Tide-induced surface water and groundwater interactions in coastal wetlands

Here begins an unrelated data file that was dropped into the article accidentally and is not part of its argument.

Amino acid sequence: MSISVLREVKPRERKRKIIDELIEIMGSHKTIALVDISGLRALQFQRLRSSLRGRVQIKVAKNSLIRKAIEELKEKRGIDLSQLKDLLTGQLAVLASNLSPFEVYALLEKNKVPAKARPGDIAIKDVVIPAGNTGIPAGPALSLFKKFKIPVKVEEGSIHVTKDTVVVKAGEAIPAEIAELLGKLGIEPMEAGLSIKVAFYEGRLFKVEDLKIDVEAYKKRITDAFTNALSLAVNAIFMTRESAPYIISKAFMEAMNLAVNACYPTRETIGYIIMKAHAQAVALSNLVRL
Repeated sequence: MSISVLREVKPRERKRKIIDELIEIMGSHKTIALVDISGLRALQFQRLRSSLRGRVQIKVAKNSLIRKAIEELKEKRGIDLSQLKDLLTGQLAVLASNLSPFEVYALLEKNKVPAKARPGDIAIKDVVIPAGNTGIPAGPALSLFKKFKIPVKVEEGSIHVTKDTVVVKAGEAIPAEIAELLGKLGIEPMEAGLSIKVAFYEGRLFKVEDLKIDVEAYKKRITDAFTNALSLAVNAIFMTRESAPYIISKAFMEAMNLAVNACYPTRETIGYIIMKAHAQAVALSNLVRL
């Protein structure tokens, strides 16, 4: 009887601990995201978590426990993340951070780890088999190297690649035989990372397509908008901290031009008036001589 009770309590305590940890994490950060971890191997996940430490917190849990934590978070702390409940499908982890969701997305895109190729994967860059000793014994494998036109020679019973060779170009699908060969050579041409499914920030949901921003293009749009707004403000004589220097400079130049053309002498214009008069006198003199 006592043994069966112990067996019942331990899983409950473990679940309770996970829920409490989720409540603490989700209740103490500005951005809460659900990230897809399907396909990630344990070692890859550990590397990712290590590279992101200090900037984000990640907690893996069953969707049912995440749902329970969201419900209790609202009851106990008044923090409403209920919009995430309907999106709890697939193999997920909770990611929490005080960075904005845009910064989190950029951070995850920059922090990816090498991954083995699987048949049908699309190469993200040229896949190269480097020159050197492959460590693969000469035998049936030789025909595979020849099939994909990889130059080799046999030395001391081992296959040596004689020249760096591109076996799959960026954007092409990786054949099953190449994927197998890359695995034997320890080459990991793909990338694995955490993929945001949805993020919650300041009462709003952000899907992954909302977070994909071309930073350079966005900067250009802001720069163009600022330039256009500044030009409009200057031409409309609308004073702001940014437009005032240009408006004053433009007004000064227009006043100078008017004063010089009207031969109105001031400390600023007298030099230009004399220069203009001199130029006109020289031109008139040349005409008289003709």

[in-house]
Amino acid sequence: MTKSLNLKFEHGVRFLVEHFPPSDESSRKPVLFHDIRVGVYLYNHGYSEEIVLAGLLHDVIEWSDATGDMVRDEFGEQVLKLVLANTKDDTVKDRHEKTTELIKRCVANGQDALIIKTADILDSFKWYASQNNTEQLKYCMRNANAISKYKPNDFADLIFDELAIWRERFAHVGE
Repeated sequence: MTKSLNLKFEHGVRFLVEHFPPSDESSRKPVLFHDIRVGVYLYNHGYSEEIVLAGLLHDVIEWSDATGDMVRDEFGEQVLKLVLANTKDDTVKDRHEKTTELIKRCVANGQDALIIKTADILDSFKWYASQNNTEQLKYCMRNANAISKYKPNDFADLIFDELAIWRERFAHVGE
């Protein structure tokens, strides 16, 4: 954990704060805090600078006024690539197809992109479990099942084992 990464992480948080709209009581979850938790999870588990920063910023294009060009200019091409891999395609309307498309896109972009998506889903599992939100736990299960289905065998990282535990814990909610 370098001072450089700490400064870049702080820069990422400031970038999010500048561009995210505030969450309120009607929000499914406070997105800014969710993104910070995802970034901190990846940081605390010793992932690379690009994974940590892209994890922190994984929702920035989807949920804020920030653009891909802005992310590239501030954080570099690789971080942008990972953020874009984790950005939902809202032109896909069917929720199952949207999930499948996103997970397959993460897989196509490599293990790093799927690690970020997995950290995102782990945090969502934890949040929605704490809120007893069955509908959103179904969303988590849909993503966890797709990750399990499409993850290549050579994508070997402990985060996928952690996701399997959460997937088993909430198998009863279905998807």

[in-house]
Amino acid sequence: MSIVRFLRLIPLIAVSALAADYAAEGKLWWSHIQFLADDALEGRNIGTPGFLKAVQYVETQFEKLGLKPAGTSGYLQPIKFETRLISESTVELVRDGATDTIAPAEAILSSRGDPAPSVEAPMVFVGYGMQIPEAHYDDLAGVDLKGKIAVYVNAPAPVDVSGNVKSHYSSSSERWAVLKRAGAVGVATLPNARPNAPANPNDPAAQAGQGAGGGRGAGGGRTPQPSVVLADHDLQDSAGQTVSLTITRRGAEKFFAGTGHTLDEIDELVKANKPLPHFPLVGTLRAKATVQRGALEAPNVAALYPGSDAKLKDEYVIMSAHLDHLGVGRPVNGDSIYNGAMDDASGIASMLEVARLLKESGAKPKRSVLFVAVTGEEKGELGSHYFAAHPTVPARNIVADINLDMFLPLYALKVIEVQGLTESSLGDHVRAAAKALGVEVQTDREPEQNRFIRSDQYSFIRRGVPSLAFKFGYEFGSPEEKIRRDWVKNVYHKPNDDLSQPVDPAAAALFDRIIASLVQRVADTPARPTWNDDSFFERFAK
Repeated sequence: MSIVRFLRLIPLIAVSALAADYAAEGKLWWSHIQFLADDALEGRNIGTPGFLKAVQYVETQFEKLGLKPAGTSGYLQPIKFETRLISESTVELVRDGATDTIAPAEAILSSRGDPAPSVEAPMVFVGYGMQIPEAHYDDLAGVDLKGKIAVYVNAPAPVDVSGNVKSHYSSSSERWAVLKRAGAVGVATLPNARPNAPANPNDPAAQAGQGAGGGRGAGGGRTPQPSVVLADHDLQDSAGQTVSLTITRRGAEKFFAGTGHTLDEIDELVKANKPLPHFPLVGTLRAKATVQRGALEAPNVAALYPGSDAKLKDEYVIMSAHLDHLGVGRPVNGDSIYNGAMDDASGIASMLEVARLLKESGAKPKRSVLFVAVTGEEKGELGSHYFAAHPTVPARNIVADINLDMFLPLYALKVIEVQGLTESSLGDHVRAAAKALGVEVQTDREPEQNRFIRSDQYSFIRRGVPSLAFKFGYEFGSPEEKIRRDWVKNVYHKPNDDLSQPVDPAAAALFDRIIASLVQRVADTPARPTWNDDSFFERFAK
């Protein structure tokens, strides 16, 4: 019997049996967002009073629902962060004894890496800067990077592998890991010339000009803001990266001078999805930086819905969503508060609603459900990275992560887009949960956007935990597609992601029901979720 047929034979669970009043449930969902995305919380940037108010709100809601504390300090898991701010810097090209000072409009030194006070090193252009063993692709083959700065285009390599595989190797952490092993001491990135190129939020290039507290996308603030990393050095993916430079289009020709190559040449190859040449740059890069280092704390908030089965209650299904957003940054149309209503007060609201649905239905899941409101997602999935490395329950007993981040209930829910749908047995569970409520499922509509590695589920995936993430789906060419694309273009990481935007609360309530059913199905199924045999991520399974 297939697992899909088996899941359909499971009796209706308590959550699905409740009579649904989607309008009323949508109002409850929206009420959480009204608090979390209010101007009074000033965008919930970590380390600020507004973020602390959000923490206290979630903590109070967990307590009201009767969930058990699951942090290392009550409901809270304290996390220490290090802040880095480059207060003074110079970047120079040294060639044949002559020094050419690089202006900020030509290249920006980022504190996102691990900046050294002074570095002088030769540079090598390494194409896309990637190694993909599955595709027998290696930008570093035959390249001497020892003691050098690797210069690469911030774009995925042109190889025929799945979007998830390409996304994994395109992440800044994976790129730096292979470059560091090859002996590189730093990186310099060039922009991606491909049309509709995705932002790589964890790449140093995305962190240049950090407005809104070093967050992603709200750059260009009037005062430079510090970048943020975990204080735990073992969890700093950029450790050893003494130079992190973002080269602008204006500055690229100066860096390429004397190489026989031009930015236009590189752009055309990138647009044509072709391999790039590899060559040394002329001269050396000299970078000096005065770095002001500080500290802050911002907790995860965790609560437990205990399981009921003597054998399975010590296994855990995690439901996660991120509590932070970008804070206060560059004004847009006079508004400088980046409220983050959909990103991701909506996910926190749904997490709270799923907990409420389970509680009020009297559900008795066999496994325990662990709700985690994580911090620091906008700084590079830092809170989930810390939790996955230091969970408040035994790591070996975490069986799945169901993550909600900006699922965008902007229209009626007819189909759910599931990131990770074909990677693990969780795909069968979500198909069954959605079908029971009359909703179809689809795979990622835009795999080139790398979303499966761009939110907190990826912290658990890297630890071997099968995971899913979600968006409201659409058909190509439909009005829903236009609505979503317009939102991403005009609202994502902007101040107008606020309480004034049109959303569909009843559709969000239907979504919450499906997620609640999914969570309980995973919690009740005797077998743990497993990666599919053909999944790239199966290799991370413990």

Intertidal wetlands such as salt marshes are complex hydrological systems characterized by strong, dynamic interactions between coastal surface water and groundwater, driven particularly by tides. We simulated such interactions with a focus on 3D, variably saturated pore water flow in a salt marsh with a two-layer soil configuration (with a low-permeability mud layer overlying a high-permeability sandy-loam layer), which is commonly found in natural marshes. Simulated intra-tidal groundwater dynamics exhibited significant flow asymmetry with non-zero mean flow velocities over the tidal period. The tidally averaged flow led to 3D pore water circulation linked strongly to the marsh topography, over a range of spatial scales: near the creek bank, around the creek meander and over long marsh sections inclined towards the main channel. Time scales associated with these circulations differed by orders of magnitude. Under the simulated conditions, the creek served as the main outlet of the pore water circulation paths, especially those with infiltration taking place in the upper marsh surface areas away from the main channel. Water infiltrating the soil in the lower marsh surface areas away from the creek tended to discharge to the main channel directly. These flow characteristics have important implications for mass and nutrient transport and transformations in the marsh soil. Since the origin of pore water in the marsh soil is largely the coastal surface water, the travel paths and times revealed by the particle tracking are key factors that determine the (modified) chemical composition of the recycling water at the circulation outlet, which in turn affects the net exchange between the marsh and coastal surface water. Our study highlights the hydrological complexity of intertidal marshes and the need for further research on interactions among marsh morphology, hydrology and ecology, which underpin the functionalities of these wetland systems.